This is such an important validation of the effectiveness of social merchandising that, if we’d thought of it, we would have commissioned a market research firm to write this study for us. But, even better, it’s actually a peer-reviewed article produced by a team of university marketing professors and published in the journal of the American Marketing Association, the Journal of Marketing Research. It’s titled: Online Social Interactions: A Natural Experiment on Word of Mouth Versus Observational Learning. (There’s also a nice write-up and interview with the lead author on Red Orbit.)
The findings are straight-forward: Online, as in the physical world, people are more likely to buy things that they see other people bought. There’s no word of mouth here. This isn’t about customer ratings and reviews. This is just about seeing the purchases of other people. The merchandising lessons are simple:
- You can improve conversion rates by showing shoppers that other people have really bought a product (on the product detail page)
- You can encourage consideration by showing the purchases other shoppers made (in your product discovery/recommendation/cross-sell merchandising)
The study looked at a period when Amazon put up and took down the « what other people bought » section on their digital camera products to see what effect having/not having this information had on sales. Using these data,
The authors observe a herd behavior among consumers when the OL or sales information is positive, but surprisingly, they observe no herd behavior when consumers face negative OL or sales information. [OL stands for « Observational Learning », which in this case means « seeing what other people bought ».]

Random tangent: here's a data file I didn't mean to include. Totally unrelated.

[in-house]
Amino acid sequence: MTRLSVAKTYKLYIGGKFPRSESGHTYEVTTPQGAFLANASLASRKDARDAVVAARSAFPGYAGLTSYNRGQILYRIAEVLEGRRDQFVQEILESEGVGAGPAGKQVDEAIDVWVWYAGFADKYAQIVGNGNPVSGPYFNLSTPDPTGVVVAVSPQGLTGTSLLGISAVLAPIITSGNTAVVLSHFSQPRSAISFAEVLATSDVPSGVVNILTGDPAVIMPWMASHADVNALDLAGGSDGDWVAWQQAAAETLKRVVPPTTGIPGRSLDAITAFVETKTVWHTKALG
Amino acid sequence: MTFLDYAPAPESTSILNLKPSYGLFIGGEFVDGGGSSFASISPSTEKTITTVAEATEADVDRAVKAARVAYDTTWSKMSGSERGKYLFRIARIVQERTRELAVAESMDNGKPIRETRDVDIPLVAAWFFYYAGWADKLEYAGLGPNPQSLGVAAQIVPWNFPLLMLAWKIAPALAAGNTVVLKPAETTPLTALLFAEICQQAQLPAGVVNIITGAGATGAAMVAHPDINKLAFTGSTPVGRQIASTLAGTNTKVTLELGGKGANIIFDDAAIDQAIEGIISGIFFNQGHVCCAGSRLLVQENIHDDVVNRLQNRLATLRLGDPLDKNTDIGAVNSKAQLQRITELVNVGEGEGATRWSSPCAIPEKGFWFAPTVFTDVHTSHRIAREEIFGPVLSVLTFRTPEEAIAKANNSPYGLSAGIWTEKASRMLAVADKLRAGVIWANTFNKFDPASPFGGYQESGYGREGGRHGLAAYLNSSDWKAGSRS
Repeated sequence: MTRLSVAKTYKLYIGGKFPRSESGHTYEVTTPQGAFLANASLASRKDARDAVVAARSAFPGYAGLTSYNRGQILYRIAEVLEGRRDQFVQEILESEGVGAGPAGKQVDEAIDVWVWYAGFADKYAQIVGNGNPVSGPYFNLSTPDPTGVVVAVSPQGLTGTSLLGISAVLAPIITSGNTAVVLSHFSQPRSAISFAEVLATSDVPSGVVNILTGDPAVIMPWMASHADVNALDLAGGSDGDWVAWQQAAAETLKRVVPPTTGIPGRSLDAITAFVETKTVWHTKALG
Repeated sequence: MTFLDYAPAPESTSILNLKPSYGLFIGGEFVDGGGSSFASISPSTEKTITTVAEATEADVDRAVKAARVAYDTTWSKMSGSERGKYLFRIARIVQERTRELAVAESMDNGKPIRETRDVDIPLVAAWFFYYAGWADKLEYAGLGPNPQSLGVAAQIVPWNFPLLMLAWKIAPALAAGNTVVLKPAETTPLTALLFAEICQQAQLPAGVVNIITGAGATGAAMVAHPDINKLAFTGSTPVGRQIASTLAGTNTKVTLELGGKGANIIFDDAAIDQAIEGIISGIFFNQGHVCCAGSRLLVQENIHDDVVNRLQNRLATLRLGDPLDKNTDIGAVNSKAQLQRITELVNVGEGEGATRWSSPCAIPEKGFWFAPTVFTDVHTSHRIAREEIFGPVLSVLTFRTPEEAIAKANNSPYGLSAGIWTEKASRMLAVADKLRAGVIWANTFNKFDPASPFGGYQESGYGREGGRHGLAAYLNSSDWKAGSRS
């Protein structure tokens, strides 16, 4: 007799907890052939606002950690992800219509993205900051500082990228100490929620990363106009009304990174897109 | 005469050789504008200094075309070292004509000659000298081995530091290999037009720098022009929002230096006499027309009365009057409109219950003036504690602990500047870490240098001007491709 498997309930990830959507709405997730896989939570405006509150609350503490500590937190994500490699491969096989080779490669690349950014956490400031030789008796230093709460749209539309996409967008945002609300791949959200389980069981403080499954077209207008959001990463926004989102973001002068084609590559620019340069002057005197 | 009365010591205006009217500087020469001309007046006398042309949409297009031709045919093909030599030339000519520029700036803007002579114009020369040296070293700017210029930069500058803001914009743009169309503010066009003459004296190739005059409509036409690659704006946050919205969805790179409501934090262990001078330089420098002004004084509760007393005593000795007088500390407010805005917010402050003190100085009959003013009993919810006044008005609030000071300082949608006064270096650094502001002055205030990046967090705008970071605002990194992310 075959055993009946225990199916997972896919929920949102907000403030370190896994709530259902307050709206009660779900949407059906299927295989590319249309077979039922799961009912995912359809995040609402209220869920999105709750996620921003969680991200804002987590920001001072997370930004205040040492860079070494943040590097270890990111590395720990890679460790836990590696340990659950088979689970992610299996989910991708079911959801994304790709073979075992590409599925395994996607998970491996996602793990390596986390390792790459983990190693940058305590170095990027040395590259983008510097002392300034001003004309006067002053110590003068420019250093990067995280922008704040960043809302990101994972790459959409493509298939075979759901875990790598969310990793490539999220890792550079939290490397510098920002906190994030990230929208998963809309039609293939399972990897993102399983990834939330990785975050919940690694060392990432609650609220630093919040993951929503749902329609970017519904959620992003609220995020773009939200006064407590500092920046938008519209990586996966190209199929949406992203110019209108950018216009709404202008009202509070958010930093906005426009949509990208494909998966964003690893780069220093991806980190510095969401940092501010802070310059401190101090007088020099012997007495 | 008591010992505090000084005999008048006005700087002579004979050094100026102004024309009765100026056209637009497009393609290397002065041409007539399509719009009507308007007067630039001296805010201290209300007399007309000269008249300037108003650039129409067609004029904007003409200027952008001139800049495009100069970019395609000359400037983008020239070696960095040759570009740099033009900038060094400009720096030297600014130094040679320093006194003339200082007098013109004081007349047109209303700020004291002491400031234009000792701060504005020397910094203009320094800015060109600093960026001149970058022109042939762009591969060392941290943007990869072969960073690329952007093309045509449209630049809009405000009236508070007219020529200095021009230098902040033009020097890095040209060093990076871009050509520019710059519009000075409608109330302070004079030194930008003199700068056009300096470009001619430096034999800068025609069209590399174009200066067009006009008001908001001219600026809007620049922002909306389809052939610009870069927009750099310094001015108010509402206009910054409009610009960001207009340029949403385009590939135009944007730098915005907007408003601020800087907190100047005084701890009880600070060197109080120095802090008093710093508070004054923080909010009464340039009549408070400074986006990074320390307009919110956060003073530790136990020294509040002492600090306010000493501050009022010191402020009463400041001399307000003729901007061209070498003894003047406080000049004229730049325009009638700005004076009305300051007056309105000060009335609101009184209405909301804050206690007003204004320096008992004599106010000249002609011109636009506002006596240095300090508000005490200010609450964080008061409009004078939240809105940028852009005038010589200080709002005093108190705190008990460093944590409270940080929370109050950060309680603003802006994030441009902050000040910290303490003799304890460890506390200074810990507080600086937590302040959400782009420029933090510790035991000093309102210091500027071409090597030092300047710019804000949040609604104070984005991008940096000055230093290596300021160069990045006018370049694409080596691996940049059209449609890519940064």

In other words: when shoppers saw that other people were buying a particular item, they became more likely to buy it. But if an item didn’t have peer-purchase information, that absence didn’t hurt sales. So you don’t need sales coverage for your whole catalog – show purchase information where you’ve got it, and don’t worry about it where you don’t.
Here are a couple examples of stores using tools that deliver the OL effect. For lesson #1 (on the product detail page, showing shoppers that other customers are also buying the item), have a look at the 98 check-out comments on these shoes at GoJane (scroll past the Q&A). For lesson #2 (showing products that other customers are buying to encourage consideration and cross-sell), have a look at the « See what your friends bought » tab on the right edge of the window here at emitations. What effect do these tools have on you? Does this sort of merchandising make you feel like buying?
If you want to take advantage of the OL effect to improve your sales, give us call.